This week’s massive recall of 1.8 million pounds of ground beef has consumers wondering if enough is enough. Is it finally time to change the way meat is raised, slaughtered and consumed in America?
Rich Goldstein, owner of the healthy cooking school Natural Epicurean Academy of Culinary Arts in Austin, Texas, thinks so.
“We're getting all too used to this out-of-control-broken-food-system recall,” said Goldstein, who holds a master’s in public health. “Unfortunately this sort of significant recall is all too common. As a society we must stop accepting that this is 'normal' and begin to make systemic changes.”
To make these changes, Goldstein thinks we first have to acknowledge what is broken. Here, in his words, are four things the public needs to know about factory farmed meat:
1) E. coli
How does something so dangerous to our health spread so fast? Slaughterhouses are such big operations now that they are processing massive amounts of cows at once. This means meat from one cow can easily cross contaminate other meat, and before you know it, you have almost a dozen people sick and almost 2 million pounds of ground beef in question.
E. coli outbreaks occur when meat is contaminated by bacteria at some stage during slaughter or packaging. The Centers for Disease Control and Prevention (CDC) explains on its website how food gets contaminated in the production process. While the most recent outbreak is still under investigation, this sort of outbreak is often the result of pathogens from slaughtered animals’ intestines contaminating the packaged product prior to shipping.
This contamination is increasingly common. In studies, close to 50 percent of beef samples have been tested positive for fecal matter. Contamination can occur through improper handling, contaminated water or any other action which allows fecal matter to mix with packaged products.
Factory farms put antibiotics into their animals’ feed, so that they they’re less likely to get sick. But guess who ends up consuming those antibiotics in the long run? The consumer.
Why does this matter? Antibiotics used therapeutically have helped medicine tackle some difficult diseases. Each year humans ingest about 3 million pounds of antibiotics in their food.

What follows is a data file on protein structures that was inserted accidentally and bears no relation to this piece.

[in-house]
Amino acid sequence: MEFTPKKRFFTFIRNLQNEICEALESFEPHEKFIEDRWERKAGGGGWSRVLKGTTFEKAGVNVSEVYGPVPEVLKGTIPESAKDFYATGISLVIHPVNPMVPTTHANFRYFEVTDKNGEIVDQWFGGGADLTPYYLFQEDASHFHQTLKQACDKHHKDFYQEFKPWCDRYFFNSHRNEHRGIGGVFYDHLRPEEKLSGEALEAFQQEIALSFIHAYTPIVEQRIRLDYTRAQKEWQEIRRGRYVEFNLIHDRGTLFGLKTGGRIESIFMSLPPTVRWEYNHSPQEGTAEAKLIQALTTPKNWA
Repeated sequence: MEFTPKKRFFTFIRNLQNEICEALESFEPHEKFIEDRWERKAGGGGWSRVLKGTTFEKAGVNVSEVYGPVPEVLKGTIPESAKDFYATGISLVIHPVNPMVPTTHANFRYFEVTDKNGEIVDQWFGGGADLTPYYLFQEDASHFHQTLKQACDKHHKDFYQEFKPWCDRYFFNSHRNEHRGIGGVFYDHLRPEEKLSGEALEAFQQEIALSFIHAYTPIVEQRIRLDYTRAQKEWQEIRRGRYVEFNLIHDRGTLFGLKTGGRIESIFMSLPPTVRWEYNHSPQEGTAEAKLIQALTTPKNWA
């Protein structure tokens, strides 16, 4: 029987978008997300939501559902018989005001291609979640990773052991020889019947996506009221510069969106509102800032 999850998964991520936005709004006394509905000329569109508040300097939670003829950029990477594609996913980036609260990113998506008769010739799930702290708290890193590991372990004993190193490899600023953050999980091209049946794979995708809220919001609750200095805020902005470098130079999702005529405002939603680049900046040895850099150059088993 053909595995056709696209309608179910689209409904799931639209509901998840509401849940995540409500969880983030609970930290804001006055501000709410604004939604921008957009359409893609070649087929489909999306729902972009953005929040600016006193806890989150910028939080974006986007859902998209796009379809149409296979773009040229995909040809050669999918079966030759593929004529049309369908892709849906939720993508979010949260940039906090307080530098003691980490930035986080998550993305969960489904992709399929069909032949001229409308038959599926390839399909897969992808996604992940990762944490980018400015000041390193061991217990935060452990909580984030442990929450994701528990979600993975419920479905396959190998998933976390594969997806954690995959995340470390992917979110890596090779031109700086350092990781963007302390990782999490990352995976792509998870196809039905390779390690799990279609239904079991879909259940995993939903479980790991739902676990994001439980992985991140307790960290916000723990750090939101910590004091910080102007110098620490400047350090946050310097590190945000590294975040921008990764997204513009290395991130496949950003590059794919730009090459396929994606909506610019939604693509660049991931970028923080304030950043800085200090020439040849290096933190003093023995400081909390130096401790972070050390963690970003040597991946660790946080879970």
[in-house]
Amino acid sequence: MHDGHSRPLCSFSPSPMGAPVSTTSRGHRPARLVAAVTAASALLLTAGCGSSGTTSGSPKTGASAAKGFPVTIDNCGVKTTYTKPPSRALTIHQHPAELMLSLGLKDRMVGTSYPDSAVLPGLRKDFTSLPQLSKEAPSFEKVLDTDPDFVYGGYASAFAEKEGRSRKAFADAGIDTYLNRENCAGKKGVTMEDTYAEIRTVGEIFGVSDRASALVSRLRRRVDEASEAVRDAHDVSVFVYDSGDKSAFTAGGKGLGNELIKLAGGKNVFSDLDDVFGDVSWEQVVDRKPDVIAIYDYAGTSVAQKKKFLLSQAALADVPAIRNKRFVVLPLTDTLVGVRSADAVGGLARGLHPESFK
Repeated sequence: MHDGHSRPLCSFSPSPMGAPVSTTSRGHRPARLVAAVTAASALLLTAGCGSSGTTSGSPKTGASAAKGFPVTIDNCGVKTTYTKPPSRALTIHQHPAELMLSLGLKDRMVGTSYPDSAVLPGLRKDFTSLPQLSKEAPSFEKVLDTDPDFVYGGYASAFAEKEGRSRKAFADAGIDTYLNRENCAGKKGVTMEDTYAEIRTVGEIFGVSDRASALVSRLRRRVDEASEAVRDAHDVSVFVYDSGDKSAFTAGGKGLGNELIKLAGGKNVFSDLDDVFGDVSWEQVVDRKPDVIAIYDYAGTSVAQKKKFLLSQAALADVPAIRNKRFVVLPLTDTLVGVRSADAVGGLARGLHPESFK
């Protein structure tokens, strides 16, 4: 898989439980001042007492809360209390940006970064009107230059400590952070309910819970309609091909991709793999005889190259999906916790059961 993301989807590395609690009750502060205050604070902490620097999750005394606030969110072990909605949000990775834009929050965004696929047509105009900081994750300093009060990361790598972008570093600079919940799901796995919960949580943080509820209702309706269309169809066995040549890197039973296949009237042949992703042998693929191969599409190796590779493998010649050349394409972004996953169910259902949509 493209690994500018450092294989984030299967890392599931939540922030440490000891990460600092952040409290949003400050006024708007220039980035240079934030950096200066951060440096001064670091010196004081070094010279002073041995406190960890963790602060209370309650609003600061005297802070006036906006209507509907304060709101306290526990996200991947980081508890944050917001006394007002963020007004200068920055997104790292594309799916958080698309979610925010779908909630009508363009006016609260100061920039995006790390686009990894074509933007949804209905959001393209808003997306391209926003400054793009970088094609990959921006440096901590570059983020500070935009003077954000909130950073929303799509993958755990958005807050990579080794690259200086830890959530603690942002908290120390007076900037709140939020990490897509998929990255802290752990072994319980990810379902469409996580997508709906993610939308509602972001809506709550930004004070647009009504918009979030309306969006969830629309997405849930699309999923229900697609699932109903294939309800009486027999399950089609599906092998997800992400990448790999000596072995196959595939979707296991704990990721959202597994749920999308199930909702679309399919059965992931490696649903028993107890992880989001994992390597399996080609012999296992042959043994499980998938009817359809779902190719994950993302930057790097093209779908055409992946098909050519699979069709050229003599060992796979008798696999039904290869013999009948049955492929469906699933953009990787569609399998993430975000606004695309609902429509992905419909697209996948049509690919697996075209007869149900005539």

However, for more than a decade we have been confronting the growing resistance to antibiotics, often as a result of over-prescription and overuse, both therapeutically and non-therapeutically. Shockingly, non-therapeutic use of antibiotics in factory farming is now in excess of 20 million pounds each year, often to mitigate any disease-causing conditions or simply to encourage rapid weight gain of livestock.
This excessive use of antibiotics is resulting in more aggressive strains of bacteria, which cause increased disease, raise health care costs and put us at risk for future epidemics.
3) Unnatural feed
Animals on factory farms are fed cheap by-products. This can include garbage, waste, you name it. So you, in turn, are also eating bits of these by-products.
Additionally, these animals’ main sources of food are unnatural for them. Traditionally, cattle grazed on grass, matured and gained weight slowly. But as feedlots came into existence, it became necessary to alter the cattle’s feed to grains, which have a number of other effects in addition to facilitating enormous weight gain.
This shift in diet causes a shift in the make-up of the microbes in the cattle's intestinal tract, making it more acidic. This encourages the growth of pathogenic E. coli and allows certain pathogens to survive in our guts that would previously not have survived.
Animals under stress end up producing meat that is actually lower in key vitamins. There have been quite a few studies showing the adverse effects from stress in animals during feedlot operations, and this stress results directly from the production process. Some studies have shown over 400 percent higher vitamin E content and 300 percent higher amount of omega-3s in grass-fed beef, compared to factory farmed meat.
So what does this all mean in the long run? As a society we must begin to aggressively address the costs of factory farming. In the meantime, as individuals we can make choices – such as eating more plant-based foods, buying organic as much as possible, or even growing your own meals.